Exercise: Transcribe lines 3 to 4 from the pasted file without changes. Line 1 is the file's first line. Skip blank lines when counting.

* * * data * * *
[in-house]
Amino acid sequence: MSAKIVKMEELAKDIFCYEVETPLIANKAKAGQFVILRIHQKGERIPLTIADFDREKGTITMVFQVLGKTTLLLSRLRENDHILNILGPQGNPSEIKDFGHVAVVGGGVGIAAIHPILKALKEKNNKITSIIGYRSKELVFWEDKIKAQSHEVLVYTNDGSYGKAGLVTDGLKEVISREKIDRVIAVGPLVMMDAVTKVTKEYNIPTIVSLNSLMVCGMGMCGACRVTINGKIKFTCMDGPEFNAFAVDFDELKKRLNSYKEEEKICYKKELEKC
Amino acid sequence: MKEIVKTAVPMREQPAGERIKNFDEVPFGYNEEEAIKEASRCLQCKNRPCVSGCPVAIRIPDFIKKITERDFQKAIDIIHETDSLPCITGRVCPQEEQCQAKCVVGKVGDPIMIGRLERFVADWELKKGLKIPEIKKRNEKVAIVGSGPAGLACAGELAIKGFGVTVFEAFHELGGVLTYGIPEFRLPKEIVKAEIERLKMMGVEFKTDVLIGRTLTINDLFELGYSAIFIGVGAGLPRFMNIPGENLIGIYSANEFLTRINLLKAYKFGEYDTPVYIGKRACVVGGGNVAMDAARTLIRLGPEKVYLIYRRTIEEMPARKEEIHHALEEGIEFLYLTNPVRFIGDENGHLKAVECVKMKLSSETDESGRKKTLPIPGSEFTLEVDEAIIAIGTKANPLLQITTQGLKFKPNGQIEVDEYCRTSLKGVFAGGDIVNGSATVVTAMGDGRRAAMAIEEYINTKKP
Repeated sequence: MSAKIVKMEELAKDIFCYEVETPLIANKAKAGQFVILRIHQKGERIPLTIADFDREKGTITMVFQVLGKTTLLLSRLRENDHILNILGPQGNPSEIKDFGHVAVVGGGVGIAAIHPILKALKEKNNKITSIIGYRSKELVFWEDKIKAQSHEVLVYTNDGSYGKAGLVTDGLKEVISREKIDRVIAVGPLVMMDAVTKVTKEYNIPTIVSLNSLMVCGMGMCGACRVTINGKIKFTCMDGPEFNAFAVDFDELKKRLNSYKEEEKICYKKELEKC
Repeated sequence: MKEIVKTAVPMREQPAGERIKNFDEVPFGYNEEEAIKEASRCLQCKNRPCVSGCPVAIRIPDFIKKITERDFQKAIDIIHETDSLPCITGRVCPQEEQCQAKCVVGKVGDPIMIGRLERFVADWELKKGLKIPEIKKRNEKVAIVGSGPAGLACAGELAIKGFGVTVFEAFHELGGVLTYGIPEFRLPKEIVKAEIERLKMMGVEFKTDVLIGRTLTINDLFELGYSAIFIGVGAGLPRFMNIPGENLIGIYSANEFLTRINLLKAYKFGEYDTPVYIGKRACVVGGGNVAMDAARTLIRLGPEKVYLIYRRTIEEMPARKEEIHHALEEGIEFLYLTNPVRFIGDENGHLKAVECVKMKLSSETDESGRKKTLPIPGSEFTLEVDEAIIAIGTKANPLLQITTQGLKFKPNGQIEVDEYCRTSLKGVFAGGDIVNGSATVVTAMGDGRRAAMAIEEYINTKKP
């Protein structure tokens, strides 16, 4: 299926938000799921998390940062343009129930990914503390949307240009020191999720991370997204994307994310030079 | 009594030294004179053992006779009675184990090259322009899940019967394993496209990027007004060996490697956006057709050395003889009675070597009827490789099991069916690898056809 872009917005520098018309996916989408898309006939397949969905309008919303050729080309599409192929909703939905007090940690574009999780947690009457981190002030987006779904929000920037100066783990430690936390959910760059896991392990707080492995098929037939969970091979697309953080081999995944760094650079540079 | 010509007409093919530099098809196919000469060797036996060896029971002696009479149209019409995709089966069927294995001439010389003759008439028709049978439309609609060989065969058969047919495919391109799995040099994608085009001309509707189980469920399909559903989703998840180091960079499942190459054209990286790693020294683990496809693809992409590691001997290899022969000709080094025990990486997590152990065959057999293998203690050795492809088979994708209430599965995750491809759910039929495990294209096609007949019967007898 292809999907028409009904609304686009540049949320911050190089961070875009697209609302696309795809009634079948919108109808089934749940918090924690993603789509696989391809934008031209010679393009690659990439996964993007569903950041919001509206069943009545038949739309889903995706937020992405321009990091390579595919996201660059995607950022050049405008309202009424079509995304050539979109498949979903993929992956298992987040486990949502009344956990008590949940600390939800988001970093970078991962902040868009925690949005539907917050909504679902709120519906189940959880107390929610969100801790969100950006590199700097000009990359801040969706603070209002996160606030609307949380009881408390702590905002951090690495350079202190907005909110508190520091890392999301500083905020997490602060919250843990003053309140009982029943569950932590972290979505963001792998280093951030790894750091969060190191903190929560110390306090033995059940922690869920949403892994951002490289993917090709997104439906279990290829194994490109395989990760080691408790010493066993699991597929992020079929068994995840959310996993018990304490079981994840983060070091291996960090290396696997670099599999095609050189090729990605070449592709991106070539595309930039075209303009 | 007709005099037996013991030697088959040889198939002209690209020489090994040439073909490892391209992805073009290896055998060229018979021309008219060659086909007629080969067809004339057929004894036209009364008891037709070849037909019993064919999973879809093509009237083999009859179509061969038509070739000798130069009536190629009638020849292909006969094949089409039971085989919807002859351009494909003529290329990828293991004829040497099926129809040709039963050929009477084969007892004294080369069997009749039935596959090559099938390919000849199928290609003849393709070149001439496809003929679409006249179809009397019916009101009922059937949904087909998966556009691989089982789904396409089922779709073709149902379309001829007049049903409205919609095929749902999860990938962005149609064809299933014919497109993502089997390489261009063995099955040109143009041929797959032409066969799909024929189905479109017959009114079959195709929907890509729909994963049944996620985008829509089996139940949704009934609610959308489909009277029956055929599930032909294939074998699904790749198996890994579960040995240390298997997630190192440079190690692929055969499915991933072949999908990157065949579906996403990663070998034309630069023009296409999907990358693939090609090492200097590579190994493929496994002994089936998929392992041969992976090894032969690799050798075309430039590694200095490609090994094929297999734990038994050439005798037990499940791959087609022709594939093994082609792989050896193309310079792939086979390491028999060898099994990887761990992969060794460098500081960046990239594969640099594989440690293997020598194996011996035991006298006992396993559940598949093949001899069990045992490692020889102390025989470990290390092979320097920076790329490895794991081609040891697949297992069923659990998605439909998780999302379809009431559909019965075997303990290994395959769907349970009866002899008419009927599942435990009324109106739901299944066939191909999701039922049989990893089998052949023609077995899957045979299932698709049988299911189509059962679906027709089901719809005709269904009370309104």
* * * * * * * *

Amino acid sequence: MKEIVKTAVPMREQPAGERIKNFDEVPFGYNEEEAIKEASRCLQCKNRPCVSGCPVAIRIPDFIKKITERDFQKAIDIIHETDSLPCITGRVCPQEEQCQAKCVVGKVGDPIMIGRLERFVADWELKKGLKIPEIKKRNEKVAIVGSGPAGLACAGELAIKGFGVTVFEAFHELGGVLTYGIPEFRLPKEIVKAEIERLKMMGVEFKTDVLIGRTLTINDLFELGYSAIFIGVGAGLPRFMNIPGENLIGIYSANEFLTRINLLKAYKFGEYDTPVYIGKRACVVGGGNVAMDAARTLIRLGPEKVYLIYRRTIEEMPARKEEIHHALEEGIEFLYLTNPVRFIGDENGHLKAVECVKMKLSSETDESGRKKTLPIPGSEFTLEVDEAIIAIGTKANPLLQITTQGLKFKPNGQIEVDEYCRTSLKGVFAGGDIVNGSATVVTAMGDGRRAAMAIEEYINTKKP
Repeated sequence: MSAKIVKMEELAKDIFCYEVETPLIANKAKAGQFVILRIHQKGERIPLTIADFDREKGTITMVFQVLGKTTLLLSRLRENDHILNILGPQGNPSEIKDFGHVAVVGGGVGIAAIHPILKALKEKNNKITSIIGYRSKELVFWEDKIKAQSHEVLVYTNDGSYGKAGLVTDGLKEVISREKIDRVIAVGPLVMMDAVTKVTKEYNIPTIVSLNSLMVCGMGMCGACRVTINGKIKFTCMDGPEFNAFAVDFDELKKRLNSYKEEEKICYKKELEKC